“Those who follow Campbell have heard me talk about our plans to shift our centre of gravity by diversifying our portfolio,” Morrison told analysts on 18 December. “Our new snacks portfolio will represent nearly half of Campbell’s annual net sales while soup will become about one quarter of our annual net sales. This is a truly remarkable transformation for Campbell, and I’m confident that it will lead to an improved growth profile.”
Broadly, analysts saw the strategic merit in Campbell swooping for Snyder’s-Lance. “We see the offer as fair, given the attractive growth prospects of the business,” Morningstar analysts Erin Lash and Zain Akbari wrote in a joint note in the wake of the deal being announced. “The strategic merit of the combination is apparent to us, as the deal materially strengthens Campbell’s exposure to the faster-growing on-trend snack food aisle beyond its Pepperidge Farm line-up.”
However, the last year or so has proved tough for Snyder’s-Lance. At first glance, 2016 looked a solid year for the company, with net income up and net revenue rising more than 27%.
That said, the top-line growth Snyder’s-Lance saw in 2016 was largely due to its acquisition that February of fellow US snack maker Diamond Foods. Snyder’s-Lance said its “legacy” net revenue, which excluded the sales from Diamond Foods, inched up only 0.6%.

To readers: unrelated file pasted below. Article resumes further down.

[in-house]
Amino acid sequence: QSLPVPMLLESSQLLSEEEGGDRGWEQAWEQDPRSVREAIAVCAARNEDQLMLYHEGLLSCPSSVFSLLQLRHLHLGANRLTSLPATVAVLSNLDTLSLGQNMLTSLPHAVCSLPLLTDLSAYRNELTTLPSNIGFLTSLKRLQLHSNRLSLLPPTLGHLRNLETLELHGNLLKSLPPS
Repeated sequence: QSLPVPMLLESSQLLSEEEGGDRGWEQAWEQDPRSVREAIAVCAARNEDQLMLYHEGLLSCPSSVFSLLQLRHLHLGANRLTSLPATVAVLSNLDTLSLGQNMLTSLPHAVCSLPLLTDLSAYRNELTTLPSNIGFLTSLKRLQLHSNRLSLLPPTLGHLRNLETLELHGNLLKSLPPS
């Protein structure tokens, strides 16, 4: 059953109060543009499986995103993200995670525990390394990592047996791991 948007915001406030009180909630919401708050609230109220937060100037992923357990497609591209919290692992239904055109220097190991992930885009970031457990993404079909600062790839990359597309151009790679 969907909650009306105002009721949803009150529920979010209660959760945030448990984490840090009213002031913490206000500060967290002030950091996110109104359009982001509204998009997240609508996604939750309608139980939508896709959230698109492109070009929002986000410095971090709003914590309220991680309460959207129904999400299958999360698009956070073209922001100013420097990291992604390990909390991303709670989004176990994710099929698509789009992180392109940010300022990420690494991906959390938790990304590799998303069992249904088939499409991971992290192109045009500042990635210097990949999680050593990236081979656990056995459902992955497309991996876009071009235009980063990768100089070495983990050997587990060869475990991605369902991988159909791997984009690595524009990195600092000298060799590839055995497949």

Snyder’s-Lance published its 2016 financial results in February 2017. Fast-forward two months and the company hit the market with a double whammy: issuing a profit warning for 2017 and announcing the departure of president and CEO Carl Lee Jr. Lee Jr was replaced with food industry veteran – and former Diamond chief executive – Brian Driscoll, who Snyder’s-Lance said would “move aggressively” to improve earnings.
Come August, Driscoll had unveiled a six-point plan to “deliver greater value for shareholders”, including trying to improve its manufacturing productivity, “optimising” products and portfolio and investing in marketing.
Morningstar’s Akbari says a combination of factors had affected Snyder’s-Lance performance and believes the company has made a headway since Driscoll took the helm.
“They’re in the midst of a turnaround process that came from some lack of focus on the SKUs that they had on the shelves,” Akbari tells just-food.
“[There was] really a lack of discipline when it came to the SKUs. They tried to be all things to all people with a lot of that branded portfolio. Microwave popcorn has been challenging. The Diamond integration was a bit of a distraction, too, because they had to deal with bringing that set of assets on board and then selling the culinary nuts business.
“The new management team has done a fair amount of work already – and some good work – to really refocus the company behind its highest earning items. The resources that are freed up there should be helpful to that firm going forward. And I think that the scale and distribution ability Campbell brings is certainly beneficial even beyond that.”
Campbell’s $50-a-share deal for Snyder’s-Lance valued the snack maker at $6.1bn. To help pay for its new asset, Campbell expects to issue $6.2bn in new debt, which the company said would take its “pro-forma leverage” – measured as net debt to adjusted EBITDA – up to 4.8 times. The company wants that to come down to three times by fiscal 2022 and has suspended its share buyback programme.